Patti Hart on Stepping Down From Yahoo's Board

The chief executive officer of International Game Technology on stepping down from the board of Yahoo! after being accused of padding her résumé
Illustration by Jimmy Turrell

I was in Vienna on vacation with my son and husband. In the middle of the night, my phone started ringing, and my e-mail started flooding. Dan Loeb, a Yahoo investor, had accused [CEO] Scott Thompson of lying about his degree and challenged my academic credentials, too. I am one of the most vetted CEOs in the country. When I got a degree in business administration in 1978, my areas of focus were marketing and economics. Back then you only had broad-based degrees with areas of emphasis. At some point along the way, as press releases were being written, people highlighted the focus by saying I had a degree in marketing and economics. Scott had been portrayed as having a computer science and accounting degree. [It was in accounting.] It was a little ridiculous. Would we have hired Thompson if it did not say he had a degree in computer science? Yes.

The first call I made was to my chairman [Philip Satre]. I said, “I’m happy to take you through my credentials.” And he said, “That’s not necessary. Enjoy your vacation and take care of whatever you have to do.” I spoke to Scott a couple of times. He needed to hear: “Whatever your situation is around your credentials, I have great respect for you as a human being. A lot of people do a lot of wonderful things and have a few warts along the way in life, and that’s OK.”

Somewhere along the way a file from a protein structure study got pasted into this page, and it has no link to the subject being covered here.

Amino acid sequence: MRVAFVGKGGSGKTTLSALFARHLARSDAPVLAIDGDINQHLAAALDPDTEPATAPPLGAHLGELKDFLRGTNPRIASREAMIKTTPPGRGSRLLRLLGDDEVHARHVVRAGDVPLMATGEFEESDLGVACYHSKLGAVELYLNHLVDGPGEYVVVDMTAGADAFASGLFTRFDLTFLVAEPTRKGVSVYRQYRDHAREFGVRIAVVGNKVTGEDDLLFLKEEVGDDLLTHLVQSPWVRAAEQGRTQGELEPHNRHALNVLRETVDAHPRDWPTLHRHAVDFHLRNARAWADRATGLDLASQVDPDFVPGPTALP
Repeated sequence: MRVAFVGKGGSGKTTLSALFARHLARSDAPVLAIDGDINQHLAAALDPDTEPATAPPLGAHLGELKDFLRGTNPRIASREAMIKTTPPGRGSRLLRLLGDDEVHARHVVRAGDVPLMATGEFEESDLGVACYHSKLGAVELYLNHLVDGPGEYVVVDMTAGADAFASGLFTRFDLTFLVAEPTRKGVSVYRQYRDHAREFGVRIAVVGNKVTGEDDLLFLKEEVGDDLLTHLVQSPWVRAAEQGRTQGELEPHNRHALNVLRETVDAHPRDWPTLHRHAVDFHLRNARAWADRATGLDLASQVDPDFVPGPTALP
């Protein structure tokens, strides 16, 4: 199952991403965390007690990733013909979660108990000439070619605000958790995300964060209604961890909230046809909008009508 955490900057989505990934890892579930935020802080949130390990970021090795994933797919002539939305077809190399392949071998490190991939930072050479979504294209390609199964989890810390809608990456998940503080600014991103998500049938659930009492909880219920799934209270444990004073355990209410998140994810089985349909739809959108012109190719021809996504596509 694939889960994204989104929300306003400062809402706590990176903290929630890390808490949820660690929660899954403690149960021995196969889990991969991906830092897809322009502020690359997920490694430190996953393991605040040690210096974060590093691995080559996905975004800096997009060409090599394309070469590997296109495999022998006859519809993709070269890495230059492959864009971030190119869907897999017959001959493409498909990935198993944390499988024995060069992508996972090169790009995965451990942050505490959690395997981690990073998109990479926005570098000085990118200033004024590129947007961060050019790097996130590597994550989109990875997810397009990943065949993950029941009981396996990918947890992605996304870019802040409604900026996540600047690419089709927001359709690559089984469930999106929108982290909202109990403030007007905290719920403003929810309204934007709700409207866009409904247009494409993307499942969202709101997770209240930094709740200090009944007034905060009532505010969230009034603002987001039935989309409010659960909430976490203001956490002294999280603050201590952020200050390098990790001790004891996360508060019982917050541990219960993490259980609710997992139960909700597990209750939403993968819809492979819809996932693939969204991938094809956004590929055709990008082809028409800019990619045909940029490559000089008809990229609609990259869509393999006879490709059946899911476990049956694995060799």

Yahoo shareholders didn’t need a fight. I decided I would not stand for re-election. When I informed the board, they said, “We understand but can’t imagine this board without you. You’ve been the backbone.” There was never any pressure. I wasn’t going to let my PR department fight a battle that had nothing to do with IGT. The board, in its negotiations with the activist [Loeb], asked for those who weren’t standing for reelection to resign. I had no interest in serving in a boardroom with an activist shareholder this nasty to me. I was not a person to him. I was just an obstacle. The most disappointing thing was that we acted as a committee, and when I turned around, my committee wasn’t there. The decision to hire Scott was unanimous. When the public and the media began to paint this as a CEO liar who was hired by a liar, they didn’t come to my defense. Things don’t always go perfect. You have to act as a team. — As told to Diane Brady

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